The UK is heading into a “devastating” Covid wave this autumn exacerbated by a drop in testing and inadequate surveillance of new immune-evading sub-variants, experts have warned.
Covid-19 infections in the UK have risen by 14 per cent, according to the latest figures.
Around 1.1 million people in private households tested positive for coronavirus in the latest survey, which covers the seven days to September 17 in England and the week to September 20 in the other three nations, according to the Office for National Statistics (ONS).
It is the first time the UK total has topped one million since the end of August, although it is still some way below the 3.8 million weekly infections in early July at the peak of the wave caused by Omicron BA.4 and BA. 5 subvariants of the virus.
Professor Tim Spector, co-founder of the Covid ZOE app, said The independent Britain was already at the start of the next wave of coronavirus.
“It looks like we’re at the start of the next wave, and this time it’s hit older people a little earlier than the last wave,” Prof Spector said.
He added: “A lot of people are still using the government’s symptom guidelines which are wrong. At the moment Covid starts in two thirds of people with a sore throat. Fever and loss of smell are really rare now – so many old people may not think they have got Covid.
“They would say it’s a cold and not get tested.”
Prof Spector said early data showed new subvariants of Omicron were becoming immune evasive and could cause the UK “real problems” as winter approaches with the NHS “already on its knees”.
University of Warwick virologist Professor Lawrence Young said two Omicron subvariants – BA.2.75.2 derived from BA.2 and BQ1.1 derived from BA.5 – caused concern in early data and showed signs of being able to escape immune system.
“The interesting thing about these variants is that although they are slightly different in how they arose, they have come up with the same changes to get around the body’s immune system,” Prof Young said. The independent.
“What we’re finding is that the virus evolves around the immunity that’s been built up through vaccines and countless infections people have had.”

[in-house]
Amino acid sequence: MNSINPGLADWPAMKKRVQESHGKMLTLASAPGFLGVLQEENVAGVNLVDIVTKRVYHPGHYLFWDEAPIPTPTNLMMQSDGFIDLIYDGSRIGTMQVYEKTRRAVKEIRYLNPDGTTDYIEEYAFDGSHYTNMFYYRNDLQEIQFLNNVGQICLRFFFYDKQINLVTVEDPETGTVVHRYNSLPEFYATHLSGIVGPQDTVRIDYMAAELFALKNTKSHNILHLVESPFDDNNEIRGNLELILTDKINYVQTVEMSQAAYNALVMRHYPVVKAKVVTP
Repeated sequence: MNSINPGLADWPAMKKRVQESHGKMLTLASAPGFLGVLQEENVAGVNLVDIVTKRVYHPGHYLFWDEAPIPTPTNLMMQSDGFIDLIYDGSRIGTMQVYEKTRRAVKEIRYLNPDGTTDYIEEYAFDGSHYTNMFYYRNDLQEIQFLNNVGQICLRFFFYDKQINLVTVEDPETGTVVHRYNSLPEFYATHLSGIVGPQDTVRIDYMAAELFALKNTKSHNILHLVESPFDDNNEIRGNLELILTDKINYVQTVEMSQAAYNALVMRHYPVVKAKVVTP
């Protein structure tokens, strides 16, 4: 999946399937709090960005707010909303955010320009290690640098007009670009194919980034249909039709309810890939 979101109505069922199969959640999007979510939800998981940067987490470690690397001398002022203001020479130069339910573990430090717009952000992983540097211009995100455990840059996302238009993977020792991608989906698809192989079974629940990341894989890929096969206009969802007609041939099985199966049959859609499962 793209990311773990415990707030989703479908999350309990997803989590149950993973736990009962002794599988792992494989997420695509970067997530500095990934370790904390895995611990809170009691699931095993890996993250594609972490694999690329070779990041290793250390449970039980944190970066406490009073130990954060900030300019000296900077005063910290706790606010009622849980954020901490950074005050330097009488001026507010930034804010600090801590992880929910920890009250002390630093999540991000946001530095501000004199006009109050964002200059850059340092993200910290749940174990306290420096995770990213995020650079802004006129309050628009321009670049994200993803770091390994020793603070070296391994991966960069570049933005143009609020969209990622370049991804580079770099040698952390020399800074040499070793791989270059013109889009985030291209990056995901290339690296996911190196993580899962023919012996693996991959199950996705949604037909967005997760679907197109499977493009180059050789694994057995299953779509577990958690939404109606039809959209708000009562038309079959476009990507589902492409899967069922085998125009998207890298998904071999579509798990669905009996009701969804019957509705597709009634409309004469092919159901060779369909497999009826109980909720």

He added: “The biggest concern that we see is that in early data, these variants are starting to cause a slight increase in infections. In a way, this was expected, but it shows that we are not at all out of the woods yet with this virus, unfortunately.”
Prof Young also warned that the downsizing of Covid testing laboratories since the unveiling of the government’s Living with Covid plan means the UK is “blind” to the behavior of new potential variants of concern. Major NHS “Lighthouse” laboratories closed earlier this year in line with government policy on the infection.
“We’ve really taken our eye off the ball with Covid tests,” he said. “We can only detect variants or know what’s coming by doing sequencing from PCR testing, and it’s not happening anywhere near the extent it was a year ago.
“People are going to get different infections during the winter, but they don’t know what they are because free tests aren’t available – that’s going to be a problem. Another angle is the financial pressure. If people are unwell, they will probably not taking time off work. You really have a perfect storm here of inadequate surveillance, people not reporting for vaccinations and the economic situation.”
Both professors called for stronger and more proactive messages from the government ahead of the colder winter weather, while Prof Young called for a return to mask wearing in poorly ventilated and crowded indoor spaces.
In addition, public health experts have called for increased uptake of booster jabs, with Prof Young noting that new bivalent Covid vaccine boosters, which tackle more than one variant, were key to preventing a devastating wave. But he admitted there were still questions about how effective the immunization would be at preventing vulnerable people from becoming very ill.
Immunologist Professor Denis Kinane, who founded the Covid testing company Cignpost Diagnostic, also raised concerns about the lack of free testing and monitoring of new variants.
“While cases are currently on the rise, we do not yet know the full extent of what will come in the autumn and winter. However, with mass participation events like the soccer World Cup taking place in November, international travel growing rapidly, different vaccination levels around the world, and with most countries having relaxed entry requirements, an increase in cases and the emergence of newer variants cannot be ruled out. ” Prof Kinane told The independent.
Sarah Crofts, the ONS deputy director of the Covid-19 infection investigation, said it was “too early to identify whether this is the start of a new wave”.
Dr. Mary Ramsay, director of public health programs at the UK Health Security Agency (UKHSA), said it was “clear now that we are seeing an increase” in the level of Covid-19.
“Collections have started to increase and hospital admissions are increasing in the oldest age groups. In the coming weeks, we expect a dual threat of low immunity and widely circulating influenza and Covid-19, creating an unpredictable winter and further pressure on healthcare,” she added.
The number of people in hospital with coronavirus throughout 2022 has remained well below the levels seen in 2020 and early 2021, before the roll-out of vaccines.